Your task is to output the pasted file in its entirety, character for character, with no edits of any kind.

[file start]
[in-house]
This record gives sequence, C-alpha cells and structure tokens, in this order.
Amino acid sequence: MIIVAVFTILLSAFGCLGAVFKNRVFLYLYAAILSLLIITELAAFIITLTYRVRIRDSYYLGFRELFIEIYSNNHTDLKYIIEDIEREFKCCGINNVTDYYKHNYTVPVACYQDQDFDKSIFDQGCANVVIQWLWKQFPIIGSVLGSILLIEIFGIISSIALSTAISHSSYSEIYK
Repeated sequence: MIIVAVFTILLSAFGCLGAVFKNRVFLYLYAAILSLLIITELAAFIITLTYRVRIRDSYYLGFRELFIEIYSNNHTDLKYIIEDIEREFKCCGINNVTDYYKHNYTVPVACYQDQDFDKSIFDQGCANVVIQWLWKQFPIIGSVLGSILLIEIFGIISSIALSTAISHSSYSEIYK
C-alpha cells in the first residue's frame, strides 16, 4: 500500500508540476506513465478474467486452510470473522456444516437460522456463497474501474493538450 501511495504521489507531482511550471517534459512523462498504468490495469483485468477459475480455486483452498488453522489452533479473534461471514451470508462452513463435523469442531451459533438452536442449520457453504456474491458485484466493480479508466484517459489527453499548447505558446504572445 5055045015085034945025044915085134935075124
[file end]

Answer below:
[in-house]
This record gives sequence, C-alpha cells and structure tokens, in this order.
Amino acid sequence: MIIVAVFTILLSAFGCLGAVFKNRVFLYLYAAILSLLIITELAAFIITLTYRVRIRDSYYLGFRELFIEIYSNNHTDLKYIIEDIEREFKCCGINNVTDYYKHNYTVPVACYQDQDFDKSIFDQGCANVVIQWLWKQFPIIGSVLGSILLIEIFGIISSIALSTAISHSSYSEIYK
Repeated sequence: MIIVAVFTILLSAFGCLGAVFKNRVFLYLYAAILSLLIITELAAFIITLTYRVRIRDSYYLGFRELFIEIYSNNHTDLKYIIEDIEREFKCCGINNVTDYYKHNYTVPVACYQDQDFDKSIFDQGCANVVIQWLWKQFPIIGSVLGSILLIEIFGIISSIALSTAISHSSYSEIYK
C-alpha cells in the first residue's frame, strides 16, 4: 500500500508540476506513465478474467486452510470473522456444516437460522456463497474501474493538450 501511495504521489507531482511550471517534459512523462498504468490495469483485468477459475480455486483452498488453522489452533479473534461471514451470508462452513463435523469442531451459533438452536442449520457453504456474491458485484466493480479508466484517459489527453499548447505558446504572445 5055045015085034945025044915085134935075124